Vail murder trial faces another delay
Aspen, CO Colorado
EAGLE COUNTY, Colo. – Judge R. Thomas Moorhead said in District Court on Thursday that Richard “Rossi” Moreau is not likely to go on trial until December, more than two years after the West Vail shooting in which he’s accused of killing Carbondale resident Gary Kitching.
Moreau was not in court Thursday because he has already been transported to the Colorado Mental Health Institute at Pueblo for a court-ordered mental health evaluation.
That state evaluation is the reason for the new delay in the trial, which was set to begin July 8. The trial had previously been scheduled to begin Feb. 4 with jury selection, and before that delay it was set to begin Sept. 20 of last year.
The first delay was initiated by public defenders Dana Christiansen and Reed Owens because defense mental health experts had not yet completed their evaluations of Moreau.
Once the defense received those reports and shared them with District Attorney Mark Hurlbert and Chief Deputy District Attorney Steve Mallory on Dec. 16, the prosecution said they wouldn’t have enough time to review the reports for the Feb. 4 trial date.
And now it’s the state mental health reports that are causing another postponement of the trial.
“We received notice just within the last day that Mr. Moreau has been transported to Pueblo for the purpose of the examination, and we also have received information that the most likely scenario is that a report would be available June 30,” Moorhead said.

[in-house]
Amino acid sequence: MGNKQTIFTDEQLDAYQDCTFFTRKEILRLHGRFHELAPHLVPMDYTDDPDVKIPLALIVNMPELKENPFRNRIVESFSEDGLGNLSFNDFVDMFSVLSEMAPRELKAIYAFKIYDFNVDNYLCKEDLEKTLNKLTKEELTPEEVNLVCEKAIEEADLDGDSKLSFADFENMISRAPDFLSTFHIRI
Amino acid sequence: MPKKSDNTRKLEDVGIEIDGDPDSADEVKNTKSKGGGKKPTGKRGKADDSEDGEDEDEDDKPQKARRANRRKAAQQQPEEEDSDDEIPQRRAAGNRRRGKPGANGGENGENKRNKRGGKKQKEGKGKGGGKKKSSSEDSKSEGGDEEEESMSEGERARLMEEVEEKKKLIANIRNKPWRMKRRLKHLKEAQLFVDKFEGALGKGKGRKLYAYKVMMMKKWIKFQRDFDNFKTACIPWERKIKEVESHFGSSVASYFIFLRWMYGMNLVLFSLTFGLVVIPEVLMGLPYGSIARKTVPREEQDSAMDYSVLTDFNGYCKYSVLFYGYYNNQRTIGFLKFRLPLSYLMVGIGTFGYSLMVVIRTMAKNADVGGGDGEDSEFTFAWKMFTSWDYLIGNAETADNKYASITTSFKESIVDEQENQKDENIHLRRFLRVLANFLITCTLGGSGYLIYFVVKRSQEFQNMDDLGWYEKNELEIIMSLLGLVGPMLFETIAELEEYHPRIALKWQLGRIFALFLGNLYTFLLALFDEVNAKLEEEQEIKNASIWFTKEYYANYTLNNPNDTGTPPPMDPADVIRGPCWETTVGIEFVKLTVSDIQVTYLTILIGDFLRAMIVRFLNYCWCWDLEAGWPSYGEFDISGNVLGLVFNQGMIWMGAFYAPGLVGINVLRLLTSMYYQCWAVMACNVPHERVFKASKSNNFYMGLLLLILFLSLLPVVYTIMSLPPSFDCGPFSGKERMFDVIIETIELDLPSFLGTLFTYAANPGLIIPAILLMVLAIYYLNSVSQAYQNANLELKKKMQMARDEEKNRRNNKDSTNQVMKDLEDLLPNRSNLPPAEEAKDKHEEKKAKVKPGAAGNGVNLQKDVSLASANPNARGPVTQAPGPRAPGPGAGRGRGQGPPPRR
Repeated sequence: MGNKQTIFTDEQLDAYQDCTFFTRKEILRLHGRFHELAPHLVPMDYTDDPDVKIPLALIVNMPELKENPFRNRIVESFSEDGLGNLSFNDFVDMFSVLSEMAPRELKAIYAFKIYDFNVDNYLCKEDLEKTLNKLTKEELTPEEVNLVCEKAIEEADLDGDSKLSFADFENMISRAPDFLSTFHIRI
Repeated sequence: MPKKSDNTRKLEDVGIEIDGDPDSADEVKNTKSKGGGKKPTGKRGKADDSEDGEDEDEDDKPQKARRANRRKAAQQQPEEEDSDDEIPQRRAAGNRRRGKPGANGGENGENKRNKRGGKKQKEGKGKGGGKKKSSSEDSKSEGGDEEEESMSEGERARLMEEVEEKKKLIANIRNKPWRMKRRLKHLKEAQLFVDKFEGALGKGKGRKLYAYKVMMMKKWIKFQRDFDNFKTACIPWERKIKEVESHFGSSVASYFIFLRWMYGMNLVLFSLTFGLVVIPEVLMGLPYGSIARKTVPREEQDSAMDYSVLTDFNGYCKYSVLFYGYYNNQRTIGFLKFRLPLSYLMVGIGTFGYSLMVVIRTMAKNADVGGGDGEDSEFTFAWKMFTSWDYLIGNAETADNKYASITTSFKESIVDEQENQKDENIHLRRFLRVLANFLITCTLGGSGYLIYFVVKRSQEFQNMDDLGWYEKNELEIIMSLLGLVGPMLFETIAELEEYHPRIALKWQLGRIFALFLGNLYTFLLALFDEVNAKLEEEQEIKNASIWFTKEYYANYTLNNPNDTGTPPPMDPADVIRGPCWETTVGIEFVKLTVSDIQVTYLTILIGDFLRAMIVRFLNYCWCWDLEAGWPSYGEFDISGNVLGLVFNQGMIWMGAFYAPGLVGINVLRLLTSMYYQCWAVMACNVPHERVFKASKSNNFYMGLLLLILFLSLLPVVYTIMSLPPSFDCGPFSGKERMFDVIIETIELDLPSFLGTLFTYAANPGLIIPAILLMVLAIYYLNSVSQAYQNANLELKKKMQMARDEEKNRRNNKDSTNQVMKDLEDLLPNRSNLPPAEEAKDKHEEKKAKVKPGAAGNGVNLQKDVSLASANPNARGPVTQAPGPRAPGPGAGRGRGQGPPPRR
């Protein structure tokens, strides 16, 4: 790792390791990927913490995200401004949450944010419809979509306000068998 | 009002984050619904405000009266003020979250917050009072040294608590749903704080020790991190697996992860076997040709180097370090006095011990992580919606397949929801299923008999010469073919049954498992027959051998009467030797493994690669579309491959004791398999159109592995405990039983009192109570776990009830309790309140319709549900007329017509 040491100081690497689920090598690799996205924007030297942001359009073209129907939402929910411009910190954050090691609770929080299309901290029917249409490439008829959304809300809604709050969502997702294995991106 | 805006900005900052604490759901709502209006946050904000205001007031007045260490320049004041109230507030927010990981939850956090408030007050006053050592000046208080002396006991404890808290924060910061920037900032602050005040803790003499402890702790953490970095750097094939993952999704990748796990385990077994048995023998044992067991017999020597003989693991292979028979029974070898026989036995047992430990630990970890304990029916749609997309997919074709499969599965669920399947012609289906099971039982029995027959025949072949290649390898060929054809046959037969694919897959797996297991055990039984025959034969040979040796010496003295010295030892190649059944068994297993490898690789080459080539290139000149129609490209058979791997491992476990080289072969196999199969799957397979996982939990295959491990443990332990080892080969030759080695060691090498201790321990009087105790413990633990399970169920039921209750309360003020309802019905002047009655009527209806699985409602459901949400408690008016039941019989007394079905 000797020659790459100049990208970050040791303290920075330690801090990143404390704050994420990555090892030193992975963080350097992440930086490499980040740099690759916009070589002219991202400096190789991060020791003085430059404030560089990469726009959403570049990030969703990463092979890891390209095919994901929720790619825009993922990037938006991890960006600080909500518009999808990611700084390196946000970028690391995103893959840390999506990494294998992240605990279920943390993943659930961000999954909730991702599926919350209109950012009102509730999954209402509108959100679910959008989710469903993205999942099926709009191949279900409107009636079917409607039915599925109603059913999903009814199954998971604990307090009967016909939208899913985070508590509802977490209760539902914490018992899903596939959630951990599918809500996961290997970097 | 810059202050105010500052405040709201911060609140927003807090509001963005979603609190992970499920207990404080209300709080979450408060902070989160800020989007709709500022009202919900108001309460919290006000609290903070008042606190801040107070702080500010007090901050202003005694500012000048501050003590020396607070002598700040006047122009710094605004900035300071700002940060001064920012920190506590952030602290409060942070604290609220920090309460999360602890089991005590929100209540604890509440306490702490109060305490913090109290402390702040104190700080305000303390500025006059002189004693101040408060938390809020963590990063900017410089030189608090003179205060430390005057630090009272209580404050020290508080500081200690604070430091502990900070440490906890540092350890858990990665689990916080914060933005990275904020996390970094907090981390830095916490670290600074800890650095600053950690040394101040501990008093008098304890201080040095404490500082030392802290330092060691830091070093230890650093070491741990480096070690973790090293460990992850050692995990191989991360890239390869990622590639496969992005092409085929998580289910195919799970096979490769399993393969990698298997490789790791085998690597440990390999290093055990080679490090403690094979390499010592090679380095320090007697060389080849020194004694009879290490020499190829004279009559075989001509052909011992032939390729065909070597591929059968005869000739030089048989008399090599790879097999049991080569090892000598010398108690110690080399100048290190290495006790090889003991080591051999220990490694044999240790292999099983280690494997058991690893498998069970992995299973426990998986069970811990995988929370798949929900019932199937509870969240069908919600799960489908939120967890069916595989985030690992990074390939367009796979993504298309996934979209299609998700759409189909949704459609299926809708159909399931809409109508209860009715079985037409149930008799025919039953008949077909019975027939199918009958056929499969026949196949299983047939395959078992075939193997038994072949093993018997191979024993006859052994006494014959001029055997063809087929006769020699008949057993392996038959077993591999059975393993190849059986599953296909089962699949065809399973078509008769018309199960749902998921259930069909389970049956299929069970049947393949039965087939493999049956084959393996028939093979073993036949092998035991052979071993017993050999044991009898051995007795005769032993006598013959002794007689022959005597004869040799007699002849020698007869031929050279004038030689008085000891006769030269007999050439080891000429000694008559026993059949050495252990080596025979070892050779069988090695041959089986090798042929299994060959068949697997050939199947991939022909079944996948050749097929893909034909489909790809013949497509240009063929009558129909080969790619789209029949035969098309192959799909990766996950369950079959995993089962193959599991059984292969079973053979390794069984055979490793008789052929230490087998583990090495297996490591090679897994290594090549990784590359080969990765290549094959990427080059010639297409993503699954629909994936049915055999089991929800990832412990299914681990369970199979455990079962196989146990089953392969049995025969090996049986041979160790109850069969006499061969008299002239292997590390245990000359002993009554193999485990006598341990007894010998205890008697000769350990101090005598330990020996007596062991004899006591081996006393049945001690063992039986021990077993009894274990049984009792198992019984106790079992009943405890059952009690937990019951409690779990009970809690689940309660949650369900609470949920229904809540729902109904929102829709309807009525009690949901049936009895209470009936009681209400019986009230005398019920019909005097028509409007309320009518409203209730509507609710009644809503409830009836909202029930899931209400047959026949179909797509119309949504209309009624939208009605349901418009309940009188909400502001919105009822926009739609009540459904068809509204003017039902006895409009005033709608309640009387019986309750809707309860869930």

With the state’s evaluation not available until just a week before the trial, Christiansen said there wouldn’t be enough time to prepare.
Hurlbert and Mallory said they would be ready by July 8 because their expert would be able to complete an evaluation of the state report within that one-week time period, but deferred the postponement decision to the defense.
Hurlbert asked the court to wait before setting a new trial date because Lani Kitching, the widow of the victim in the case, was not in court Thursday. Hurlbert said they had told her not to come because they didn’t think anything significant would happen in court Thursday.
Moorhead said the court would set a new trial date in a couple of weeks, which would also give the defense time to talk to Moreau before they waive his right to a speedy trial on his behalf.
Moreau has already waived his right to a speedy trial twice, but if a new trial date is set six months or longer from when he last waived the right, he would have to waive that right again.
Moreau last waived his right to a speedy trial in March, and Moorhead told attorneys Thursday that by the looks of the court’s schedule, the new trial date will likely happen beyond that six-month time frame.
“We’re probably talking about December – that’s what we’d be looking at,” Moorhead said.
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